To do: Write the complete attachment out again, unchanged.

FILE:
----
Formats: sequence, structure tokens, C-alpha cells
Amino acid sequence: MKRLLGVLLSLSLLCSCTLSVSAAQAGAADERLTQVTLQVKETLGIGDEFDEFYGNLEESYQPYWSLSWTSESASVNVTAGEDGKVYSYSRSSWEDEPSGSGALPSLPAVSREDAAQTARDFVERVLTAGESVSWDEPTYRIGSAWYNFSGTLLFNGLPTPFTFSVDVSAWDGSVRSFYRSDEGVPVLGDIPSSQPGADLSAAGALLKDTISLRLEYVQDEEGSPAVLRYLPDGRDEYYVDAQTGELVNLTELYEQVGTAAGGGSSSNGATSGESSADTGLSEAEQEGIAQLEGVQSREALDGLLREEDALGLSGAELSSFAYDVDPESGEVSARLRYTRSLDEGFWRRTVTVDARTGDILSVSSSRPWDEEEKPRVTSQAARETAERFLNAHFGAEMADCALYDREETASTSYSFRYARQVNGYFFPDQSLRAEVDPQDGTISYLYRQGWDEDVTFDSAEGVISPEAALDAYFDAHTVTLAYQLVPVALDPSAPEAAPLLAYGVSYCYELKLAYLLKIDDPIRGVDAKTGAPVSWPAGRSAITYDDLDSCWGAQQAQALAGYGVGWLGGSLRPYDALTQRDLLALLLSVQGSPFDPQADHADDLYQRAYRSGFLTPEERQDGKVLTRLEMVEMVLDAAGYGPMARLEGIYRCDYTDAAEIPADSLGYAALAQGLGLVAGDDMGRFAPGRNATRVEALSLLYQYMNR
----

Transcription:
Formats: sequence, structure tokens, C-alpha cells
Amino acid sequence: MKRLLGVLLSLSLLCSCTLSVSAAQAGAADERLTQVTLQVKETLGIGDEFDEFYGNLEESYQPYWSLSWTSESASVNVTAGEDGKVYSYSRSSWEDEPSGSGALPSLPAVSREDAAQTARDFVERVLTAGESVSWDEPTYRIGSAWYNFSGTLLFNGLPTPFTFSVDVSAWDGSVRSFYRSDEGVPVLGDIPSSQPGADLSAAGALLKDTISLRLEYVQDEEGSPAVLRYLPDGRDEYYVDAQTGELVNLTELYEQVGTAAGGGSSSNGATSGESSADTGLSEAEQEGIAQLEGVQSREALDGLLREEDALGLSGAELSSFAYDVDPESGEVSARLRYTRSLDEGFWRRTVTVDARTGDILSVSSSRPWDEEEKPRVTSQAARETAERFLNAHFGAEMADCALYDREETASTSYSFRYARQVNGYFFPDQSLRAEVDPQDGTISYLYRQGWDEDVTFDSAEGVISPEAALDAYFDAHTVTLAYQLVPVALDPSAPEAAPLLAYGVSYCYELKLAYLLKIDDPIRGVDAKTGAPVSWPAGRSAITYDDLDSCWGAQQAQALAGYGVGWLGGSLRPYDALTQRDLLALLLSVQGSPFDPQADHADDLYQRAYRSGFLTPEERQDGKVLTRLEMVEMVLDAAGYGPMARLEGIYRCDYTDAAEIPADSLGYAALAQGLGLVAGDDMGRFAPGRNATRVEALSLLYQYMNR